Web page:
After months of no communication it now appears that the Town of Ramapo has lost patience with the developer of a proposed Wal-Mart on Route 50 in Monsey. As the Journal News reports: " The town was notifying the developers of a proposed Wal-Mart Supercenter yesterday that its plans for a Monsey store were considered to be abandoned.
That was the tack of Alan Simon, director of planning and zoning administration, who said the developer owed Ramapo about $25,000 for municipal fees. "I just sent them a letter today," Simon said. "If they want to continue the plan, they have to pay the $25,000."
The Town had requested more environmental and traffic data after the Alliance had its engineer, Brian Ketcham, thoroughly slice and dice the original submissions. Now after almost a year of hibernation it looks as if National Reality is in a "No Mas" mode. "Richard Lipsky, spokesman for Neighborhood Retail Alliance, viewed the company's lack of action as a potential victory for local businesses."
As we told the paper: "It's certainly unusual for a developer not to respond expeditiously to a request by a planning board," Lipsky said. "The time that has elapsed seems to indicate that the developer can't figure out how to meet the town's needs, or has lost interest." The inability of the developer to respond properly can be directly attributed to the fact that the Rout 59 site is not appropriate for such a large super center.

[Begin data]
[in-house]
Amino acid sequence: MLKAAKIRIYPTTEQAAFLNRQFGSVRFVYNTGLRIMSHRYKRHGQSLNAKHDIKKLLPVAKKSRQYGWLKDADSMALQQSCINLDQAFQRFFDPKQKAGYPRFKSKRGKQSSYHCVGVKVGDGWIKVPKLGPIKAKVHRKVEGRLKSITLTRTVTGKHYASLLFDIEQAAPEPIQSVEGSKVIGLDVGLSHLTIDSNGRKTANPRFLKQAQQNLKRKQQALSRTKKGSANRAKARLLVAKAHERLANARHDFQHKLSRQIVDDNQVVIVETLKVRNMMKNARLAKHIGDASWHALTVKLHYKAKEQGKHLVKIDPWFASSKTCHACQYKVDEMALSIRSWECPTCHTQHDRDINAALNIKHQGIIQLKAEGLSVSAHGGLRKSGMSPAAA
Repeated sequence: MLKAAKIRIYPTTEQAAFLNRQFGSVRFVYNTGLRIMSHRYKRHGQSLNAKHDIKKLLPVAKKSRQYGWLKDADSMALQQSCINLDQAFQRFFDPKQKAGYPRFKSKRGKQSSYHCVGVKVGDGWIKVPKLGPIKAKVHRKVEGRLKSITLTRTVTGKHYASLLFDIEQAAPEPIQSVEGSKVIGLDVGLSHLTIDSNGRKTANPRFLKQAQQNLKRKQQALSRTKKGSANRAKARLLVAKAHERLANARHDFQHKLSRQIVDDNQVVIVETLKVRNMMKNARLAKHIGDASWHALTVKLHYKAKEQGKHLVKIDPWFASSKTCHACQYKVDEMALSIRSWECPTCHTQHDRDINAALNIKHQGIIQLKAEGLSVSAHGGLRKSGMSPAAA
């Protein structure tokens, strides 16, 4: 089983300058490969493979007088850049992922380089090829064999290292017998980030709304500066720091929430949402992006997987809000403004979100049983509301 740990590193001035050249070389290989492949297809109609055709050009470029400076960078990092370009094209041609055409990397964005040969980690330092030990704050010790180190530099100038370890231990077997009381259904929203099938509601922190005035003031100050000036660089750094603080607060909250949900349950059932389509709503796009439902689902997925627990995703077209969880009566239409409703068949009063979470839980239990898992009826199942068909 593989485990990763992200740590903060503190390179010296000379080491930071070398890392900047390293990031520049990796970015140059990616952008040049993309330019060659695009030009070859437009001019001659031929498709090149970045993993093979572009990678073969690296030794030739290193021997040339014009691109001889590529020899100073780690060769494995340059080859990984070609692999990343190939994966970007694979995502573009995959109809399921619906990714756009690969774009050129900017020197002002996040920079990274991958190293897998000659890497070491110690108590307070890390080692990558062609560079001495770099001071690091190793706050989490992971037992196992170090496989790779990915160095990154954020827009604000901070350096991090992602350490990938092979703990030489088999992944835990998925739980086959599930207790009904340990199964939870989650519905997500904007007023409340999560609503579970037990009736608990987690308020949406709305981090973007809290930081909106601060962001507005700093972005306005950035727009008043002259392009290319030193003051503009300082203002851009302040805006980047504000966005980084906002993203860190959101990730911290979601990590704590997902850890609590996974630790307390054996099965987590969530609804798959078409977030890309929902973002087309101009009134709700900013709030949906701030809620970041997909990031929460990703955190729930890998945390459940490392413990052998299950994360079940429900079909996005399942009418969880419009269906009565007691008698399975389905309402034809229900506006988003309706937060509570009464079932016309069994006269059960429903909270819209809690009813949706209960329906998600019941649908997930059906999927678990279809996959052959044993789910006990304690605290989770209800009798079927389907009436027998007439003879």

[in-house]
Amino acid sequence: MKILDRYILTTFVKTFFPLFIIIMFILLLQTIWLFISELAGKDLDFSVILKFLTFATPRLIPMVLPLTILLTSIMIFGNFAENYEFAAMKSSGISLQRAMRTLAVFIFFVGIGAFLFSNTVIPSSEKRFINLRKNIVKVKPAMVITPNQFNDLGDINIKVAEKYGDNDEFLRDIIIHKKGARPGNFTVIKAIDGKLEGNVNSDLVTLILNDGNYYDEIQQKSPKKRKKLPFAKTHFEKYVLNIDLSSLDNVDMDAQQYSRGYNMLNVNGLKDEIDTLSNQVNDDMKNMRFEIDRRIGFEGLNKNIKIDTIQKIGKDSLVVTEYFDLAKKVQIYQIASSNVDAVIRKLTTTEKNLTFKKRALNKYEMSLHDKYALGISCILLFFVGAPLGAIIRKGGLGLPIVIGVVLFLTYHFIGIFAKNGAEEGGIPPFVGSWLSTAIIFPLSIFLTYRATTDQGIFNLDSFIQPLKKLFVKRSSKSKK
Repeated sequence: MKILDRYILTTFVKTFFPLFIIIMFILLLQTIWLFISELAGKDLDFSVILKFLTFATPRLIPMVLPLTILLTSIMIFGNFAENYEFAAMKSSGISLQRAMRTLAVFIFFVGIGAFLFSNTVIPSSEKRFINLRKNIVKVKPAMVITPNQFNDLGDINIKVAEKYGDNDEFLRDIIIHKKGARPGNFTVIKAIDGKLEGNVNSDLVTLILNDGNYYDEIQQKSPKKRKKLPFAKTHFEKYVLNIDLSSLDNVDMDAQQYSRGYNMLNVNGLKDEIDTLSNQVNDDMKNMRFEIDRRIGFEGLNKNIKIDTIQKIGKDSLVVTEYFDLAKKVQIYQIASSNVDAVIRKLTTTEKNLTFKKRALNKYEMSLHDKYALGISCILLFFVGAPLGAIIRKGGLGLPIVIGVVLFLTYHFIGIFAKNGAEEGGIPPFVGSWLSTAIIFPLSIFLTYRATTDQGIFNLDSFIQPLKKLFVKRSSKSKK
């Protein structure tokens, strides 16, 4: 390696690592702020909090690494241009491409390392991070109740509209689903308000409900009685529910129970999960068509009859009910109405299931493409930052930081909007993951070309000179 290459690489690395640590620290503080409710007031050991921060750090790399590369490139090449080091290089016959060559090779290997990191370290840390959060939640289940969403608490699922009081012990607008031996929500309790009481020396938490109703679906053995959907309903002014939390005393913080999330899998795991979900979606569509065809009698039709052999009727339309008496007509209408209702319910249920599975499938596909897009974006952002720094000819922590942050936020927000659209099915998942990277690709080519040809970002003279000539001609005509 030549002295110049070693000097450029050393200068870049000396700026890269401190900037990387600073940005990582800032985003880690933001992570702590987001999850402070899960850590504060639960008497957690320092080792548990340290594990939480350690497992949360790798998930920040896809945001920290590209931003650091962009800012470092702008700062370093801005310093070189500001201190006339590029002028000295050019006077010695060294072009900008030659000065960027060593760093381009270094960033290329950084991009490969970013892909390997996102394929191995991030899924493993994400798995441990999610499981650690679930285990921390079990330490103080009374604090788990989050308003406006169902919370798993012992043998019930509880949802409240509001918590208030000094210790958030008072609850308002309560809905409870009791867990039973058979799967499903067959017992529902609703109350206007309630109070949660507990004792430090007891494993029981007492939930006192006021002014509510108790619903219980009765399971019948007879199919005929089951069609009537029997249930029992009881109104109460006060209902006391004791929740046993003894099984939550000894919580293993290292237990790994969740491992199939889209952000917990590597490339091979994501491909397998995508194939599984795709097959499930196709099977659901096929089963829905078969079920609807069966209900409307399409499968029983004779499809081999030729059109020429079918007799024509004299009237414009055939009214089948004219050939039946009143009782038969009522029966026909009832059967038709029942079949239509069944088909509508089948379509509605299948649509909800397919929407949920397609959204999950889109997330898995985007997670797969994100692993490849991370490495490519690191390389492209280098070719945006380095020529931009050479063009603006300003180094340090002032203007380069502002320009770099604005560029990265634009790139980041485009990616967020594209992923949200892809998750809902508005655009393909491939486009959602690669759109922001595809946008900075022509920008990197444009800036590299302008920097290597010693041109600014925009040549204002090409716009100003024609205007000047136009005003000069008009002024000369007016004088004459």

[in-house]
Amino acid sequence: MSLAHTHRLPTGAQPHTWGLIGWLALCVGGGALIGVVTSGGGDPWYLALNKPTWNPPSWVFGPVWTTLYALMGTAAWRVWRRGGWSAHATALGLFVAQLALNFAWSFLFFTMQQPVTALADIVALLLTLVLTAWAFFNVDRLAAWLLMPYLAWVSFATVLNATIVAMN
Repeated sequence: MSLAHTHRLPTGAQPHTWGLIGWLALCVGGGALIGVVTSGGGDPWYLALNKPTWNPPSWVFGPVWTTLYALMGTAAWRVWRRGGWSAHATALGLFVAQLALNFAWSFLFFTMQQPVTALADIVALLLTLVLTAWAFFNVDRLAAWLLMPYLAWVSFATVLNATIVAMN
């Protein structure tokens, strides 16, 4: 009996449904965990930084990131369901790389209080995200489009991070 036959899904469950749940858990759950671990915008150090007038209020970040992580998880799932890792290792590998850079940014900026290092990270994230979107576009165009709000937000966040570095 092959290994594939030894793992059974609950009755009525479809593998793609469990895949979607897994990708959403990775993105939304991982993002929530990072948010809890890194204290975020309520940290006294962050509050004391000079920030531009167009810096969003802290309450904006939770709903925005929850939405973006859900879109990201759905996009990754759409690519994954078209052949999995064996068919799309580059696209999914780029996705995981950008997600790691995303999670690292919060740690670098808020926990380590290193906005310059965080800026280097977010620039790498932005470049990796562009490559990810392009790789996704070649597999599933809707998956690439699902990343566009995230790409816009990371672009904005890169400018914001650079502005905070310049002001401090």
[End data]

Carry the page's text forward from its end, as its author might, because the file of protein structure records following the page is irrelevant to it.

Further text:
In addition, the reluctance of the developer to respond can also be attributed to the fact that the Alliance, with the support of Local 1262 of the UFCW and the overwhelming opposition of the Orthodox community in Monsey, made political support for the project problematic-a fact that was underscored by the public opposition to the project by Ramapo Supervisor Christopher St. Lawrence in last November's election campaign; a campaign that St. Lawrence won due in large part to the monolithic support from Monsey's Jewish community. After all, when was the last time anti Walmonster ads were put out in Yiddish?
So now its put up or shut up for the Walmonster, and if it doesn't move ahead as we hope and expect, than another blow for small business and labor has been effectively struck by the Alliance and its allies: "Monsey area shop owners sought the alliance's representation more than two years ago when the plan was unveiled for the site of a former drive-in theater off Route 59.
The alliance has lobbied for small businesses in New York City for more than 20 years. It successfully fought against a Wal-Mart proposed in Staten Island in 2005."
If things work out, this should be a great day for small business and labor in Rockland County and the entire Metropolitan region. Let's stay tuned here, but still we need to give shout outs to all involved for the great effort so far.